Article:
Dedicated to the god Horus of Behedet, lord of Edfu, the Temple of Horus is the most famous monument at Tell Edfu. Due to its completeness and state of preservation, it is the best example of Ptolemaic temple building in Egypt. The temple is oriented from south to north, measuring little over 140m long and occupying an area of about 7000m2.
Edfu is located 60km north of Aswan. It was the 2nd Nome of Upper Egypt and the center of the cult of a triad of gods, which consisted of Horus of Behdet, Hathor, and their son, Hor-Sama-Tawy. In the old Greek documents, Edfu was known as "Apollopolis Magna" because the Greeks identified Horus with their god Apollo. Edfu flourished in ancient times. Today, the most important monument in the city of Edfu is the Temple of Horus, one of the most beautiful and preserved Temples in Egypt. Its origins likely date back to the Second Intermediate Period, but the actual Temple only dates back to Ptolemaic times. The work of construction began during the reign of Ptolemy III (about 237 BC) and was finished during the reign of Ptolemy IV. Some other additions were made by other Ptolemaic Kings and the Roman Emperor Augustus. The temple's construction, in addition to its additions, inscriptions, and relief's took about 180 years
The Edfu Temple consists of traditional elements of Egyptian Temples of the New Kingdom, together with a few Greek elements, such as the mamisi (house of divine birth), which is situated to the west of the main entrance of the Temple. It consists of an entrance, a court, and chapel. The walls of the mamisi are decorated with scenes showing the story of the divine birth of Horus the child, in the presence of the goddess Hathor, the god Khenoum and other deities who were concerned with pregnancy and birth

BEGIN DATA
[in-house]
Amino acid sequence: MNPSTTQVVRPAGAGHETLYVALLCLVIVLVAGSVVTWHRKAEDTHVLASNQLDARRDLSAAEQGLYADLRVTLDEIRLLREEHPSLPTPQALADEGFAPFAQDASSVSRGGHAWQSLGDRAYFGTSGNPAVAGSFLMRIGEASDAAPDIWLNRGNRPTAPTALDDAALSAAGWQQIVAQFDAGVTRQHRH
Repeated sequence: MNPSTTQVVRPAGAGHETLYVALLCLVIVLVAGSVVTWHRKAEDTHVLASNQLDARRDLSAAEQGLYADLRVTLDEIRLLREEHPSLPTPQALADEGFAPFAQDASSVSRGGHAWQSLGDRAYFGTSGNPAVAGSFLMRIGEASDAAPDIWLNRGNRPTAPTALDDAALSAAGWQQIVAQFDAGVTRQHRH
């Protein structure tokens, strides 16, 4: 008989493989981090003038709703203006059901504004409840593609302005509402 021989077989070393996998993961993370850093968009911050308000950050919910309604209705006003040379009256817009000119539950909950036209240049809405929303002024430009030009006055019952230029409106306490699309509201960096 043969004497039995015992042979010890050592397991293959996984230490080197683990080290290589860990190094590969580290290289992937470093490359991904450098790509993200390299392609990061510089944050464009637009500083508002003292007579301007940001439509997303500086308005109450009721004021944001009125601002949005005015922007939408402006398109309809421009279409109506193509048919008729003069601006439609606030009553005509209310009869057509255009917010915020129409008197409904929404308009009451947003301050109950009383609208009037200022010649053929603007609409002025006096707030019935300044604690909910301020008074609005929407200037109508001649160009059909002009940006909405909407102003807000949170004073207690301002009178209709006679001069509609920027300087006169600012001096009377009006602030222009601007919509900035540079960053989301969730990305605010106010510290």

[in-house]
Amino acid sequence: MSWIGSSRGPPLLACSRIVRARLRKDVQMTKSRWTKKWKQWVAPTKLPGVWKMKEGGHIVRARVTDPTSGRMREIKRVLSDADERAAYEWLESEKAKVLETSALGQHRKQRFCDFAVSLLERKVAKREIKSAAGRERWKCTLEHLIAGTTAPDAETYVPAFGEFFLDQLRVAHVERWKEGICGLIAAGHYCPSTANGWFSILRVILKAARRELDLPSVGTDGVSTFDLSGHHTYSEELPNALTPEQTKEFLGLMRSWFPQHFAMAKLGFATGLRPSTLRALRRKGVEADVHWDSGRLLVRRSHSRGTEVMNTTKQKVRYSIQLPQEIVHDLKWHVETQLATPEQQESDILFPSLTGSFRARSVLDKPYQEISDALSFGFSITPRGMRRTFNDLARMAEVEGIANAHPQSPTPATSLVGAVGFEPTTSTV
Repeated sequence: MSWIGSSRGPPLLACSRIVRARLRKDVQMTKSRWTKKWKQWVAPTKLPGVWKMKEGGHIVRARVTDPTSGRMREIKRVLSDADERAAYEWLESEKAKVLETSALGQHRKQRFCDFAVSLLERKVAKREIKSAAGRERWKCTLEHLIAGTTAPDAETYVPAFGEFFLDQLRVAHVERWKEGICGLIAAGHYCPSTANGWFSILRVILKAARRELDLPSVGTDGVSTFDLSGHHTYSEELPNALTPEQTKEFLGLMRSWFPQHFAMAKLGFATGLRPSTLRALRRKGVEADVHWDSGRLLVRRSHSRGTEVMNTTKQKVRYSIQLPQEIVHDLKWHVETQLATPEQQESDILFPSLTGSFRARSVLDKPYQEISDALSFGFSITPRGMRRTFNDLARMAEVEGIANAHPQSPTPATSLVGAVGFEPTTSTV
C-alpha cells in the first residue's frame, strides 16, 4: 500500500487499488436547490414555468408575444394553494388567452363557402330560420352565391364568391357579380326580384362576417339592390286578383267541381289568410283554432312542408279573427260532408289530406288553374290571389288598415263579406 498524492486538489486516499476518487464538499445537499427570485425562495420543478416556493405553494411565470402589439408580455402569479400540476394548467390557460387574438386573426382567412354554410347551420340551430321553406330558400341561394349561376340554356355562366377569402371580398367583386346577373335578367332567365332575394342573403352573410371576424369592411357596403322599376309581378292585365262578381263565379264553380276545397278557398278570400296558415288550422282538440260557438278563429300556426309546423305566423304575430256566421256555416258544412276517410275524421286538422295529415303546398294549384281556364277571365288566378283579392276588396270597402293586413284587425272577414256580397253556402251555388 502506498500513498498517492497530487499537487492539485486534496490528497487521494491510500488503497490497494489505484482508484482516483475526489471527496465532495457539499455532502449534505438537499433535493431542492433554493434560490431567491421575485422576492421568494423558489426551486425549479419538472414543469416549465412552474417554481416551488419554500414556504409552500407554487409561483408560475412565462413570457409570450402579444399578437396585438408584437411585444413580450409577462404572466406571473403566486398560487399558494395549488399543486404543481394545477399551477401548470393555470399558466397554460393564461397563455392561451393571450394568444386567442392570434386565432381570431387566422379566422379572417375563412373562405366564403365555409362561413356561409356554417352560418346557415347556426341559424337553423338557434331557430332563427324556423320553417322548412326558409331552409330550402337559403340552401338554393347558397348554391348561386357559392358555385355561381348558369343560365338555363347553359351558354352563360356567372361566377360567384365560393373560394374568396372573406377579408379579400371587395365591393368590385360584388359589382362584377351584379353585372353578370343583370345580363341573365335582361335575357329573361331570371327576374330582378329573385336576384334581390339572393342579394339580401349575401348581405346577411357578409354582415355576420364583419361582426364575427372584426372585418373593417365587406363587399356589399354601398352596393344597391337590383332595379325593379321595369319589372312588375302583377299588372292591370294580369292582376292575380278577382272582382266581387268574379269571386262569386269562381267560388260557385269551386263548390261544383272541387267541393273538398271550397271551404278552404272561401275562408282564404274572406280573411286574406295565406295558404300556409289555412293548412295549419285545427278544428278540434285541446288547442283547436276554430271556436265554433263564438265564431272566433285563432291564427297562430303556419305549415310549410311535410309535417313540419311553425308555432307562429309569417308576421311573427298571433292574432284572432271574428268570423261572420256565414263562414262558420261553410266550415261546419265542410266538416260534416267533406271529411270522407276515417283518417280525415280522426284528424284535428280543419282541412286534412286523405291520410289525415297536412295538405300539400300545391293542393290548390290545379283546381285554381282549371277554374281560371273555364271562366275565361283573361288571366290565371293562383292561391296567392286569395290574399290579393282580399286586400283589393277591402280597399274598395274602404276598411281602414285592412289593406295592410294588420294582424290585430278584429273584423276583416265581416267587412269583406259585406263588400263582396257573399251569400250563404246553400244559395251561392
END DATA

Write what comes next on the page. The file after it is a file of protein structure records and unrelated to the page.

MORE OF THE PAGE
This temple has one of the best surviving pylons among temples in Egypt today. It is 37m high and decorated with battle scenes, representing King Ptolemy VIII smiting his enemies before the god Horus. Next, there is an open courtyard that contains columns with floral capitals on three sides. This court was open to the public and was known as the court of the offerings, the place where people could give their offering to the statue of the god. Hypostyle Hall is rectangular with12 columns to support its roof. On both sides of the entrance stands a falcon-shaped statue of Horus of Behdet. This hall is also known as the Outer Hypostyle Hall.
Although there are mentions of a first sanctuary at Edfu since at least the Third Dynasty, the Temple of Horus, as it currently stands, was started much later by Ptolemy III Euergetes I in 237 BCE. It was continued by Ptolemy VIII Euergetes II who, 95 years later in 142 BCE, inaugurated the temple. He also initiated work on the enclosure wall and mammisi. Ptolemy XII Neos Dionysos finalized the work on the enclosure wall, the main courtyard, and pylon. He then inaugurated the temple for the second and last time in 70 BCE. The temple was officially finished in 57 BCE with the installation of the main entrance wooden doors between the two pylons. In total, it took 180 years to complete the building and decoration of the Temple of Horus at Edfu.
The entrance to the Temple of Horus is marked by a monumental gate with two large towers measuring approximately 36m in height. The Lebanese cedar doors which originally closed the gate were installed in 57 BCE by Ptolemy XII Neos Dionysos. The four depressions on the facade of the pylon, two on either side of the gateway, show the location of the four 40m high wooden flagpoles which would have adorned the entrance to the temple. Within the towers of the pylon are four storeys of chambers and storerooms accessed via staircases which also lead to the roof of the temple.